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Marijuana ambitions damaged if too hasty

By YOURI KEMP

Tribune Business Reporter

ykemp@tribunemedia.net

A marijuana advocate is warning that ambitions to develop medical marijuana and industrial hemp industries could be endangered if “long overdue” legislation is not implemented effectively.

Terry Miller, chairman of the Bahamas Cannabis Research Institute (BACARI), told Tribune Business that industry stakeholders and the public need to provide feedback on the Bill after it is vetted by the Davis Cabinet but before it goes to Parliament.

“They have some people who don’t know anything about the marijuana industry. Well, some of them are still learning. But they should, if you want the best legislation, get a wide cross-section of your populace to give feedback,” Mr Miller said. “If they make a mistake, and they go ahead and do this legislation, and it’s not in the best interest of the Bahamian people, it’s going to come back to haunt them. It is also going to cost us three to five years to fix it.”

Senator Ryan Pinder, the attorney general, said draft legislation to regulate a legalised cannabis industry in The Bahamas is expected to go before Cabinet some time this month. He had originally promised by the end of March, but admitted delays in drafting the legislation.

“I hope the plan is the Cabinet can put out a White Paper for circulation and for us to talk about it,” Mr Miller said. “I like the idea of a hemp farm, and I like the idea of medicinal marijuana. I think anything with medicine is within the best interest of people’s health.

“I would really ask the Cabinet to consider presenting that legislation to the public before they take it to Parliament. There’s so many different examples of marijuana laws around the world, and also in the US. There is so much to learn from. We have about 30 different people in our group who have specialities, and some people in our group that specialise in industrial hemp that have done the training in manufacturing industrial hemp products.

“For the doctors that are interested in medical marijuana, we have people in our group who are masters who will look at the legislation as it relates to legalisation.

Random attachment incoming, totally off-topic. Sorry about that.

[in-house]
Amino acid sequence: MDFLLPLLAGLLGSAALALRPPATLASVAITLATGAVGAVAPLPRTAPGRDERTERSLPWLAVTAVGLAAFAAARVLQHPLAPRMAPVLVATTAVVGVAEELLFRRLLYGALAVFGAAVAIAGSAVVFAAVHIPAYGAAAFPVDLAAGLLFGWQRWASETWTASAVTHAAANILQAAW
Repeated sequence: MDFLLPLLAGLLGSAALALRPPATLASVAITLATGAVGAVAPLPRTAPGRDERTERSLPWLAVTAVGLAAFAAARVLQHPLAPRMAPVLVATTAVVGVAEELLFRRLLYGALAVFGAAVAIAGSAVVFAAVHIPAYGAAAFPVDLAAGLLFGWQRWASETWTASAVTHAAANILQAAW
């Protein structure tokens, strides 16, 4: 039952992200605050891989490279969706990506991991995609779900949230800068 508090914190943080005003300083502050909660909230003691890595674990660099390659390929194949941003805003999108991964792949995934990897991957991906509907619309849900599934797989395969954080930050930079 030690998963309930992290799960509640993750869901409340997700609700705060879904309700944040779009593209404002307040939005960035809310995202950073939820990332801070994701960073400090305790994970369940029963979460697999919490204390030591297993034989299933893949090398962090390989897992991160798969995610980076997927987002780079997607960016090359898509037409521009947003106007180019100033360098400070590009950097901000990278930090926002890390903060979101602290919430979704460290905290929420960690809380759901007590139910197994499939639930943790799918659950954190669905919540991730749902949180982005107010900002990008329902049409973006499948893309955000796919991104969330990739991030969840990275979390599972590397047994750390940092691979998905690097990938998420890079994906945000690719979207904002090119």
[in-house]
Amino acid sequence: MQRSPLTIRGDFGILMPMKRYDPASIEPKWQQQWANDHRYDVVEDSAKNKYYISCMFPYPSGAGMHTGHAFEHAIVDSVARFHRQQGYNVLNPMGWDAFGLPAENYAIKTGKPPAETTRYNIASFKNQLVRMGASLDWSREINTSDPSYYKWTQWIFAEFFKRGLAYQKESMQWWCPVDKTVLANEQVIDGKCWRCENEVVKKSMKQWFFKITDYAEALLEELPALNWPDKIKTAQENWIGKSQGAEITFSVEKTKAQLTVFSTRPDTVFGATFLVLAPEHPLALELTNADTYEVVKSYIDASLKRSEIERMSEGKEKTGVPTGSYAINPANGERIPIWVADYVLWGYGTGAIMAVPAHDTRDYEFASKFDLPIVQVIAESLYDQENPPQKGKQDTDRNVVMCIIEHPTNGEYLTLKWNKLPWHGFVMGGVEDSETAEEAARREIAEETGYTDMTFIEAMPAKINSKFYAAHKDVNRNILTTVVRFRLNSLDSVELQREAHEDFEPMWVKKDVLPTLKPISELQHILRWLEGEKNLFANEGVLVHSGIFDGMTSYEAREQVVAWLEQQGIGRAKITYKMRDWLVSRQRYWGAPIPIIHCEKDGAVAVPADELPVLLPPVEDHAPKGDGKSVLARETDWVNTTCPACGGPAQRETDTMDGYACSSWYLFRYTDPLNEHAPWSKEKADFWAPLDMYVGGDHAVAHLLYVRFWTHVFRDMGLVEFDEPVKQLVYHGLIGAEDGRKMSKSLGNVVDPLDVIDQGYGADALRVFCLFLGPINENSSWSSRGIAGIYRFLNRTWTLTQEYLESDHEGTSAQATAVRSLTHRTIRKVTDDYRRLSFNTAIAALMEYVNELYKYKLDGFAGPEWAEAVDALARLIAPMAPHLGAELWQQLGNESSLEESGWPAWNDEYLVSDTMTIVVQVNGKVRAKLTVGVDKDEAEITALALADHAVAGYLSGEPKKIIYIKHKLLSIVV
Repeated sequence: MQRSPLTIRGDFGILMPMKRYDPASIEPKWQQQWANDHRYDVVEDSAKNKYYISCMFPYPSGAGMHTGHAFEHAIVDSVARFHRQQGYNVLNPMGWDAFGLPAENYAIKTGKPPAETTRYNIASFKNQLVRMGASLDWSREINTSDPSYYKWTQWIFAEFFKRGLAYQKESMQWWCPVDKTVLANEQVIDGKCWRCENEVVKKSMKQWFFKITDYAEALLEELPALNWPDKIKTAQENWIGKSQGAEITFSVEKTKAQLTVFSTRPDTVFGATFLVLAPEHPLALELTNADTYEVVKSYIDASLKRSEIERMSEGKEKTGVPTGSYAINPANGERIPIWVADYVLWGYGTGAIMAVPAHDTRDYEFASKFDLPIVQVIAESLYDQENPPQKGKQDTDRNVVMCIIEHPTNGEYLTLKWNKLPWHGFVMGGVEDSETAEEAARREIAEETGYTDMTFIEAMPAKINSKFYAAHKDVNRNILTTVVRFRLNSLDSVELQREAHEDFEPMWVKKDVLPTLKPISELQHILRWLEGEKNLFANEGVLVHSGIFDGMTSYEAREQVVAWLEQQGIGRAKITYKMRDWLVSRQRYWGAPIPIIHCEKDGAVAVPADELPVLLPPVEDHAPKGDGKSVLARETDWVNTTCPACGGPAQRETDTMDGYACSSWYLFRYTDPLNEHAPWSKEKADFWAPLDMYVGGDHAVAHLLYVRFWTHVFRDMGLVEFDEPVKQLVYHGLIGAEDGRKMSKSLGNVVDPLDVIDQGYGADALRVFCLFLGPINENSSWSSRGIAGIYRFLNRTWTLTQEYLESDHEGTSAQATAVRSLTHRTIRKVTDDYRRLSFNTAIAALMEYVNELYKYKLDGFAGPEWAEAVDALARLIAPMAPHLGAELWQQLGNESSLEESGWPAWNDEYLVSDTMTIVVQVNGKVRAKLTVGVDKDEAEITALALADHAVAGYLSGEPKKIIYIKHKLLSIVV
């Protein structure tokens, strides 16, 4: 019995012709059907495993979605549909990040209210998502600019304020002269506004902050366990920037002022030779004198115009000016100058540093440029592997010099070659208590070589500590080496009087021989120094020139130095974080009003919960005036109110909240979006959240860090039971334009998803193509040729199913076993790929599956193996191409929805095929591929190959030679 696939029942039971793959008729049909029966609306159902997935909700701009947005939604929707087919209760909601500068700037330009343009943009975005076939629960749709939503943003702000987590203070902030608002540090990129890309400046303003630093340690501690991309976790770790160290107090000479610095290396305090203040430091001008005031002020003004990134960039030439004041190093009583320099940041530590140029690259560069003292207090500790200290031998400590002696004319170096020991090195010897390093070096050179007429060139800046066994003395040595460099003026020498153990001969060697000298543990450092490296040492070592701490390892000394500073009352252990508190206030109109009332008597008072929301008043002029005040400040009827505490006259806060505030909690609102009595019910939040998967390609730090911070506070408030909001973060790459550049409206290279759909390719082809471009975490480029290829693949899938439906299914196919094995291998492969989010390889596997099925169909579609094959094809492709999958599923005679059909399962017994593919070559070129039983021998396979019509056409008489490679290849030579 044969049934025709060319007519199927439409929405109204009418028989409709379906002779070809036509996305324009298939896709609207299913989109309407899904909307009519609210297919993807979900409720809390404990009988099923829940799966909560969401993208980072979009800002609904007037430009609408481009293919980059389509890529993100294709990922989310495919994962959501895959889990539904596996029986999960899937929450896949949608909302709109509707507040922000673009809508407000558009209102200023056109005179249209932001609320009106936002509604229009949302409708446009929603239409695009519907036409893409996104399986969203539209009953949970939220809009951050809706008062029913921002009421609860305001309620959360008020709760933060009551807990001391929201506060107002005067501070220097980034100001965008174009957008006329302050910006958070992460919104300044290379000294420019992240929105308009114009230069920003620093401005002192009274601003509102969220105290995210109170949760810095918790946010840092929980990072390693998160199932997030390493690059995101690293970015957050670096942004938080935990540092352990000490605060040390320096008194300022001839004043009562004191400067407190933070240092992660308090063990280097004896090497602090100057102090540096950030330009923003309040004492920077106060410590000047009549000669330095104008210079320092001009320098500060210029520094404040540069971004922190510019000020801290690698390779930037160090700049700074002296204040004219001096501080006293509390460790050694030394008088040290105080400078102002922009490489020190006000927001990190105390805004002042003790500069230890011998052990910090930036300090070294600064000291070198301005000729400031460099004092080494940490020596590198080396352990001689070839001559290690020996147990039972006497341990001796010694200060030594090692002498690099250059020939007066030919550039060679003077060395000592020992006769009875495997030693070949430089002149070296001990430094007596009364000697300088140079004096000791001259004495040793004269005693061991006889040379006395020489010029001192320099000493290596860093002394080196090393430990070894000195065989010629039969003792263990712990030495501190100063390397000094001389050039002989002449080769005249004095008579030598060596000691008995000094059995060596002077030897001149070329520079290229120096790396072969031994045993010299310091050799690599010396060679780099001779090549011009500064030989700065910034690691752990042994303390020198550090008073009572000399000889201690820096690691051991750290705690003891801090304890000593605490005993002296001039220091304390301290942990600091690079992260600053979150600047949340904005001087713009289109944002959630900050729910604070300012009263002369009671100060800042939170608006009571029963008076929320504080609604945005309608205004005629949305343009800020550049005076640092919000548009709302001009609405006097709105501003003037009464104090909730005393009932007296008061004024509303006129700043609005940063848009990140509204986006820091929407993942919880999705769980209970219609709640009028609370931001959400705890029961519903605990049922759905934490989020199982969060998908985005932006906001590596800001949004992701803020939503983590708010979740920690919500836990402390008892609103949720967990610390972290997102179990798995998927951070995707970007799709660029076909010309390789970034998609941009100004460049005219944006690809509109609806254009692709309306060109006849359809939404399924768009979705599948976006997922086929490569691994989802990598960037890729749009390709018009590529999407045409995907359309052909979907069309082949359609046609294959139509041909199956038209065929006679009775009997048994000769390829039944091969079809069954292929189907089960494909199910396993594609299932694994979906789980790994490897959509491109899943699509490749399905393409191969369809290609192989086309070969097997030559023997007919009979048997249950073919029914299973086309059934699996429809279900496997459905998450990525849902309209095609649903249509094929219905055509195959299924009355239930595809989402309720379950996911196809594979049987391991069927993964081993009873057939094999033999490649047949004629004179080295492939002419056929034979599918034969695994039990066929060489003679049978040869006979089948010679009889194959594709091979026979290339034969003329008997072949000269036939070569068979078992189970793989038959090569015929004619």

Mr Miller said he is gravely concerned about an expanding black market for marijuana if the Government decides to decriminalise small amounts of the drug without providing for licences for legal distributors. “You have to provide licences for marijuana sellers or else it would be useless, and the kids will just go to the black market for marijuana. We need to protect the kids on this,” he added.

“If you legalise medicinal marijuana, and you decriminalise personal use and say you can have an ounce now on your person, but you don’t legalize the sale of it, where do people get it from? They get it from the black market, that’s where.

“The black market is the biggest problem that I have. Because, in the black market, the children are not protected. They’re not protected now that it’s illegal. If we can eliminate the black market by paying those persons who are now in the black market and legalise them, just like we legalised gambling in this country, we would be able to deal with that.”

Comments

carltonr61 2 months, 4 weeks ago

Decriminalization of Marijuana does not mean advertising and advocating its use. It's use is already endemic but rightly legal structures need to be put in place to ban its use for those under 21 years of age as evidence prove challenges to the decision making Frontal Lobe of the brain. The organized defanging of gangs finances will reduce the numbers of young drug soldiers adding to our murder rate. But to capitalize on a market that is ready made to collect taxes that is now non existent is a good financial strategy. Yes gov cannot sledge hammer legalization as it did gambling without public health as a priority. The regulation of Marijuana csusing slight physical and mental harms to the fetus during pregnancy should be addressed. The Bahamas could never compete with Canada's Marijuana production in terms of packaging, certifying of purity standards, education and health filters through the PHA to ask questions and give advise. That will take years and training but it must begin sooner than later. High School education on Marijuana harms based on evidencial facts must also be carried out, as of now, students don't smoke. The USA though will legalize Marijuana to give its farmers a export market. Potency of Bahama Grown with Certifications for use is not financially feasible at this time. But one day the higher taxing of imported certified will give growers here a part of the medical market.

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